Ever feel like you're wasting your life? Sometimes I wonder if I'm doing what I should be doing. I don't mean am I working where I should be. I love my job, the people I work for and work with. I know what I'm doing for my client and the people we give jobs to is very important. Not only from the point of the client who needs a person to fill a job, but also for the person who needs to make a living to support their family.
I guess I'm wondering, is there MORE I should be doing?
I recently watched a TV show called Serving Life.
Yes, it's a prison show and all of you know how I love prison shows. Usually I love them because they interview cold, hard killers who you can look straight in the face and see the "crazy." I find it fascinating how people can commit horrendous crimes and have complete disregard for other people's feelings, lives, families, themselves, etc. Maybe I should have been a psychiatrist so I could delve in the minds of these people?? Yeah, probably not.
This show featured prisoners who had committed terrible crimes, spent years and years in prison, yet most of them were still very young - but had turned their lives truly around in prison. The prison is in Angola, Louisiana. The warden of this prison works very hard to rehabilitate the men in his care.
This prison has a hospital, as most do, and a hospice unit. Prisoners can volunteer to work in the hospice but have to go through a rigorous interview and training session to be accepted in the program. The show I watched showcased 4 men, most of them had committed Murder 1 or 2, who asked to participate in the hospice volunteer program.
Volunteering in this program means these prisoners will have to do things they probably never imagined doing in prison. Cleaning up another man who can't do it for himself. Caring for bedsores, wiping their behinds. It also means as these dying, sick men come to the end of their lives, these volunteers, and fellow inmates, sit with them in 4 hour shifts so they don't have to die alone.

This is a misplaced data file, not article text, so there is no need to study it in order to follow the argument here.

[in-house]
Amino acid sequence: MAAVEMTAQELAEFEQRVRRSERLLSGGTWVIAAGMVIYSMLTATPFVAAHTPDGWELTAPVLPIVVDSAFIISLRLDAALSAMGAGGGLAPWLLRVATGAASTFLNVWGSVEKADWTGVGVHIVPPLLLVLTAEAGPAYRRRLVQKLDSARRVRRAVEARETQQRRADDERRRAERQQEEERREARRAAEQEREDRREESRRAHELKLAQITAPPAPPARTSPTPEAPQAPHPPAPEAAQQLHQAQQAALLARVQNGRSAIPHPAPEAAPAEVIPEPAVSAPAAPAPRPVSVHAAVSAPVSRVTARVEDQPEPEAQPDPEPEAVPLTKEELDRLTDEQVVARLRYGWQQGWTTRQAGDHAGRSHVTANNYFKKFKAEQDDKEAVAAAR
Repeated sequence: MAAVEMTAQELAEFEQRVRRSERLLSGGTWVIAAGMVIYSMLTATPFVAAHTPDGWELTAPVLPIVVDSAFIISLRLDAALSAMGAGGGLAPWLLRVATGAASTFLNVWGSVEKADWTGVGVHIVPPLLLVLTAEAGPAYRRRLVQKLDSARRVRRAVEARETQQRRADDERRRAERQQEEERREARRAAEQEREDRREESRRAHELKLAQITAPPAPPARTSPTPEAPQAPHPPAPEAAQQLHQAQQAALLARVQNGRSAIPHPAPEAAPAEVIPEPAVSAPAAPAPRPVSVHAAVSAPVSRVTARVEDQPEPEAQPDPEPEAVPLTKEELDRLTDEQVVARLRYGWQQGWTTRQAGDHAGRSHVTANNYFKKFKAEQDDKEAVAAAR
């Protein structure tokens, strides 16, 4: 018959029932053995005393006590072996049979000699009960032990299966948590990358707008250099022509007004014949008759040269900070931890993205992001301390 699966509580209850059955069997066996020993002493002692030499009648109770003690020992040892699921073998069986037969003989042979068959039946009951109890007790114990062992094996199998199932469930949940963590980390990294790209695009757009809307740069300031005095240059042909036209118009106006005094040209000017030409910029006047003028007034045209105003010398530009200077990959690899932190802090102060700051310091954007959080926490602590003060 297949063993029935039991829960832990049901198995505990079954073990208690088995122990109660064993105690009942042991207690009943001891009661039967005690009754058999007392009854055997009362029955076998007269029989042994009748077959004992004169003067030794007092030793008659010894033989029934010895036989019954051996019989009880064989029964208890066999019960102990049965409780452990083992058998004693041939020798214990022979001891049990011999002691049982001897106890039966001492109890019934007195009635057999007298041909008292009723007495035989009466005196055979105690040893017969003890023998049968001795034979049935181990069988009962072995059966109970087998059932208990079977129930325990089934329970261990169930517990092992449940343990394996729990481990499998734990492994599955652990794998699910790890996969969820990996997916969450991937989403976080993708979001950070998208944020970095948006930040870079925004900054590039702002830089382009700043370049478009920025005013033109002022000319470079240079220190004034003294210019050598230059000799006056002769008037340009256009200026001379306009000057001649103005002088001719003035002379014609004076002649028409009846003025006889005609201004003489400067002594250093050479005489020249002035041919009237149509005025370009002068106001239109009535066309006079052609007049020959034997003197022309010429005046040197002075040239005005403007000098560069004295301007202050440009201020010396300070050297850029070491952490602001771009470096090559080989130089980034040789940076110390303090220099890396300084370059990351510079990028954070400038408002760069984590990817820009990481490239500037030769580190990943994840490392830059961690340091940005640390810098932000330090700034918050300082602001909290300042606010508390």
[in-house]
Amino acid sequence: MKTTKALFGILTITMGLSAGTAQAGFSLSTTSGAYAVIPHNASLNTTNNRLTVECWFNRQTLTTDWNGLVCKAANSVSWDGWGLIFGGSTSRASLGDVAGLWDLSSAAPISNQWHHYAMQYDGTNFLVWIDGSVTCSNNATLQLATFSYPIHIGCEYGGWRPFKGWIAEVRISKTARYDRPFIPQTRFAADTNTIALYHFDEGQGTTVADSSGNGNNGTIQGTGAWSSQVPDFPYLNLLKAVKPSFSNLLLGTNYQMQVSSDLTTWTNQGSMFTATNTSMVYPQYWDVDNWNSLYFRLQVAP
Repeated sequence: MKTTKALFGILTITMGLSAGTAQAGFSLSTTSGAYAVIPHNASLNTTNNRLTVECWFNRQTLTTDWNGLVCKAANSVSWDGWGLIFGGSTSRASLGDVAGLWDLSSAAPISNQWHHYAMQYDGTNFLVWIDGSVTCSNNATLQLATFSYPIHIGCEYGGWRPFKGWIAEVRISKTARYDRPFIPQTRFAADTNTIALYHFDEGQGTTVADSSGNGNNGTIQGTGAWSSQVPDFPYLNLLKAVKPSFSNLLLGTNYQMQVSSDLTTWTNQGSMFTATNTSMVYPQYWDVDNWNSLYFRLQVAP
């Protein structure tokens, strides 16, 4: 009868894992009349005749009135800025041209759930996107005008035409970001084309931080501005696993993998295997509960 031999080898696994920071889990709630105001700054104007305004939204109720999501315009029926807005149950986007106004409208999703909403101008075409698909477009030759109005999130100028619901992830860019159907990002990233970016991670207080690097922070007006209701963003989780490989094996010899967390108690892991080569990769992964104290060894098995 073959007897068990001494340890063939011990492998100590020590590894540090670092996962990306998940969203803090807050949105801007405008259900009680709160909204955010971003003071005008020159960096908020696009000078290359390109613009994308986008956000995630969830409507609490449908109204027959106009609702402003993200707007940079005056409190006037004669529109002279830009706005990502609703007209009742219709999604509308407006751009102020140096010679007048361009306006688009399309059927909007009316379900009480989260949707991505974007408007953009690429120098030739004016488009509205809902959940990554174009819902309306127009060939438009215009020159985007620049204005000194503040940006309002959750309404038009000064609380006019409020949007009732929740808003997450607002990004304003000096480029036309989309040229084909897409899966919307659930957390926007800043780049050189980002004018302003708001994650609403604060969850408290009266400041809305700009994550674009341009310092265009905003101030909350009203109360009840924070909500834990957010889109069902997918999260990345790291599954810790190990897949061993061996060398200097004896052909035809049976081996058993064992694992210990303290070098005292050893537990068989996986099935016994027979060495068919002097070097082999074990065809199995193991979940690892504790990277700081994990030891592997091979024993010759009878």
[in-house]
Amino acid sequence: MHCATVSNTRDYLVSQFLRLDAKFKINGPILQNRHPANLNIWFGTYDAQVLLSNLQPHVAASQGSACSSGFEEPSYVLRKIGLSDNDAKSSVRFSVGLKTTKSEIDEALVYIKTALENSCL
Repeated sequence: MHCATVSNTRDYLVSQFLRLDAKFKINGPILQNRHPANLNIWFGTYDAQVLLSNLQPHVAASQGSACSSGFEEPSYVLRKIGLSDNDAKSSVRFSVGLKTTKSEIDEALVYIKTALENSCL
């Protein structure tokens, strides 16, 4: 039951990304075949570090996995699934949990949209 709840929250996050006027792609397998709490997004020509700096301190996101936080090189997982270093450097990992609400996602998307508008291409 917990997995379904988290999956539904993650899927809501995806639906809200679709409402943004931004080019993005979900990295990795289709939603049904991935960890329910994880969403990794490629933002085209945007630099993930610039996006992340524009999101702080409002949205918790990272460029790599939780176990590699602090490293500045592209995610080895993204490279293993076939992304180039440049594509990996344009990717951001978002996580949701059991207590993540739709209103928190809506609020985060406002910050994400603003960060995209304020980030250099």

Watching these volunteers, most of whom had taken someone's life, hold a bedside vigil while a fellow inmate passes on was amazing and inspiring. These men had already come to grips with the crimes they committed, they live with the guilt every day, but nothing hit them quite as hard as watching another person, whom they have cared for in very intimate ways, pass on.
I sat and cried my eyes out, not only for the men who passed, but for the men who sat vigil and watched them. One of them said, "hospice is helping live life with love." Exactly what God wants from each of us.
So I'm sitting here thinking, "is there more I could do?" I've gone through phases in my life where I thought I should be volunteering to help children, volunteering to help the elderly but I haven't done anything with it.
I think I need to pray to figure out what this calling to help others inside me really is and how I should use it in my life. Honestly, I'd love to sit with those dying prisoners and help them and learn more from the inmates who care for them.